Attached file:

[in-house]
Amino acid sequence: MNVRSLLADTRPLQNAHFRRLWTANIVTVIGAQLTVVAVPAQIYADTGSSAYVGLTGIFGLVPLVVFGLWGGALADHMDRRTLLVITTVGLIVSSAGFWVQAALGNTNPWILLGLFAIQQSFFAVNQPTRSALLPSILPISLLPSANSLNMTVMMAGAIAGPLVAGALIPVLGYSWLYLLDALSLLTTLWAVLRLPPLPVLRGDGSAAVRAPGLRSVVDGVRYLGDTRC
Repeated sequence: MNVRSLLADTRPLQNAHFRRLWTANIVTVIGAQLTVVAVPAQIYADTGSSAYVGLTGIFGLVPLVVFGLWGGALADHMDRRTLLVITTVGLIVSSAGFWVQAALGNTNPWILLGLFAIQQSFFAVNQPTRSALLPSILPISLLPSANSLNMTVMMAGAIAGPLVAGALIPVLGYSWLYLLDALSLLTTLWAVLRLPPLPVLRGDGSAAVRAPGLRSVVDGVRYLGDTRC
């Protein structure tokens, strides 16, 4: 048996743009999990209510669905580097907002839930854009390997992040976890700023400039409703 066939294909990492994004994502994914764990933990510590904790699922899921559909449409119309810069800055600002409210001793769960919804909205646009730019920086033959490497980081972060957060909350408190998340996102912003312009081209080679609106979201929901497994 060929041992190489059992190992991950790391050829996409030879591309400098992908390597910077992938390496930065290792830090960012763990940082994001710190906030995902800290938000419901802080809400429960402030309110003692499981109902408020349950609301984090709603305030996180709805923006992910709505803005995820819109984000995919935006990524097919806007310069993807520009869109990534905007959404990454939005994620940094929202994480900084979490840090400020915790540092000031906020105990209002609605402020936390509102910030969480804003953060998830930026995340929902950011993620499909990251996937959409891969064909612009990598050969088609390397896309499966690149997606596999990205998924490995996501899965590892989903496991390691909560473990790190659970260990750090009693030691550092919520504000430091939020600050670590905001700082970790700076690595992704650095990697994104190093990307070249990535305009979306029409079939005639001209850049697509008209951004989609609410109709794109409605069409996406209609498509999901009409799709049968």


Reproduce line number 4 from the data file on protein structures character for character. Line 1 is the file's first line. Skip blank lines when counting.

């Protein structure tokens, strides 16, 4: 048996743009999990209510669905580097907002839930854009390997992040976890700023400039409703 066939294909990492994004994502994914764990933990510590904790699922899921559909449409119309810069800055600002409210001793769960919804909205646009730019920086033959490497980081972060957060909350408190998340996102912003312009081209080679609106979201929901497994 060929041992190489059992190992991950790391050829996409030879591309400098992908390597910077992938390496930065290792830090960012763990940082994001710190906030995902800290938000419901802080809400429960402030309110003692499981109902408020349950609301984090709603305030996180709805923006992910709505803005995820819109984000995919935006990524097919806007310069993807520009869109990534905007959404990454939005994620940094929202994480900084979490840090400020915790540092000031906020105990209002609605402020936390509102910030969480804003953060998830930026995340929902950011993620499909990251996937959409891969064909612009990598050969088609390397896309499966690149997606596999990205998924490995996501899965590892989903496991390691909560473990790190659970260990750090009693030691550092919520504000430091939020600050670590905001700082970790700076690595992704650095990697994104190093990307070249990535305009979306029409079939005639001209850049697509008209951004989609609410109709794109409605069409996406209609498509999901009409799709049968």